Turning the decorative and incidental into something all-consuming, the flowers the give this poem its name symbolise the passionate, uncontrollable essence of the human as Lawrence sees it. The darkness so prominent in the poem is at once the id, sex, death and madness – held together by their shared connection with the Classical myth of Persephone and Dis. It is an ethereal concoction of unstable forces which oppose the light – representative of hope, truth and goodness – offering an alluring, primeval guidance. Lawrence’s use of allusion seems to encourage a universal application of the poem’s ideas, with the flowers as a symbol for the human condition. Yet there is a deliberate, though problematic effort to eschew this generalization and present them as a personal symbol, a confession of the speaker’s own dark passions. This despite the consuming darkness in the imagery of the poem, that removes all distinctions and makes any notion of individuality impossible.A mood of aching loss and lethargy is captured in the opening half-rhymed couplet of the poem. The sensual evocation of autumn in these lines is helped by the sibilance and the caesura after ‘September’. It gives the speaker a pensive, measured tone – his overwhelming tiredness a mirror for and a result of the season of decay and death. To present flowers blossoming in this funereal atmosphere is to suggest something unnatural, unwholesome about them. It is the first of a series of inversions in a poem which can be seen as a photograph in negative, where ‘blue is darkened on blueness’ and one can picture ‘blue-smoking darkness’. Besides evoking the intense colour of the flower, these descriptions contribute to a sense of blurred boundaries which is problematic for the poem’s attempt to stake out a persona’s individuality. The lethargic voice so clearly established in the opening couplet is lost in the intense blue-darkness of the following stanzas.
Allusion to the Classical myth of Dis and Persephone intertwines themes of death, male sexual dominance and perversity, making the flower’s symbolic darkness pertinent to all of them. Persephone’s annual descent to the underworld and renascent in spring is central to ancient fertility myths. Here it connects the coming autumn of ‘frosted September’ with the foundation of the human psyche based on sexuality, as conceived by Freud, via the story – in which Persephone is the captive winter bride of Dis – that provides a clear metaphor for male dominance. In its use of the myth, the poem gestures towards the universal – applying itself to the human condition in the same way that Classical myth does. Yet it is also shown to be deeply personal – confessing anxiety about a relationship that is felt to be guided, not by the positive symbolic qualities of light, but by the primal instincts of darkness’ ‘torch-flower’.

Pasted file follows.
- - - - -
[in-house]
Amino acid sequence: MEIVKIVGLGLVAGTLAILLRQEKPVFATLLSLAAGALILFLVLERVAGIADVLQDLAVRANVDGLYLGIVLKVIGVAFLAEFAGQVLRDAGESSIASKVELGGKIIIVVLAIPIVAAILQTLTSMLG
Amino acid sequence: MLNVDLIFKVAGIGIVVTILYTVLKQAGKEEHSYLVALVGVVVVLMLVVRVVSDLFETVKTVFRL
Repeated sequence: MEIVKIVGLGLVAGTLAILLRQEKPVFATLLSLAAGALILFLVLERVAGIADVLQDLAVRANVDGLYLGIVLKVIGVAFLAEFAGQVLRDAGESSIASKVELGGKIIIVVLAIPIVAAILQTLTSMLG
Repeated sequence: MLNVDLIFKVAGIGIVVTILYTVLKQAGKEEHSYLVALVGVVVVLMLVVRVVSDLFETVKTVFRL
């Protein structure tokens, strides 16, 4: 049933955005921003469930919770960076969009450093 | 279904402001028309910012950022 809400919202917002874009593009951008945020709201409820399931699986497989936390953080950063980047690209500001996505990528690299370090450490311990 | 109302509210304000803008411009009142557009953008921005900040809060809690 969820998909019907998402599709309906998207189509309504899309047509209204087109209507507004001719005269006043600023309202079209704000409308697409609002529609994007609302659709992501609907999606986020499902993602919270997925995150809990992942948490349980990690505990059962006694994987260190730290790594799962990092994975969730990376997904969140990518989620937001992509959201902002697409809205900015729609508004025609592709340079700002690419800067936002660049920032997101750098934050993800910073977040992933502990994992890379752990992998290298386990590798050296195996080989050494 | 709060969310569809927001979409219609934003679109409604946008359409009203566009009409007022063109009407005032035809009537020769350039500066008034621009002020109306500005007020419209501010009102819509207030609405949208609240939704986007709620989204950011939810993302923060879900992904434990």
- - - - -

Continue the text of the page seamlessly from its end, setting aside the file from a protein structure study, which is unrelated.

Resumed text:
The voice that opens the poem insists that ‘Not every man has gentians in his house’: this is a deliberately personal expression of the speaker’s own nature. Yet by the end of the poem the ‘bride and her groom’ are ‘lost’. Individuality seems impossible in this ‘darkness invisible’ – a reference to Milton’s formless Chaos. The line ‘darkness was awake upon the darseems to subvert the first few lines of Genesis, where matter awaits the creative hand of a divine, ordering intelligence – an intelligence that is here absent. The specific, tangible ‘house’ of the first line is replaced by a ‘sightless realm’ – perhaps an allusion to Eliot’s ‘Kingdoms’ in The Hollow Men. – a poem which does deliberately present itself as universally significant. We might read the poem as saying that although the experience of discovering one’s own nature is a personal one, the reality encountered is that individuality means nothing in the formless chaos of the id. More likely, however, is an interpretation that sees the speaker attempt to retain two mutually impossible ideas – that of his own uniqueness and that of his primal inhumanity.
This is a poem that reflects upon sexuality and the fear of death, suggesting through the metaphor of the Gentians that the things a person might consider ornamental or incidental in their lives are in truth the force behind everything that person thinks and does. The poem encounters in itself the terrible consequences of this realisation, as it attempts to stake out the confession as a personal one, only to find that the essence of this dark expression of human motivation is in its formless, undefinable inhumanity.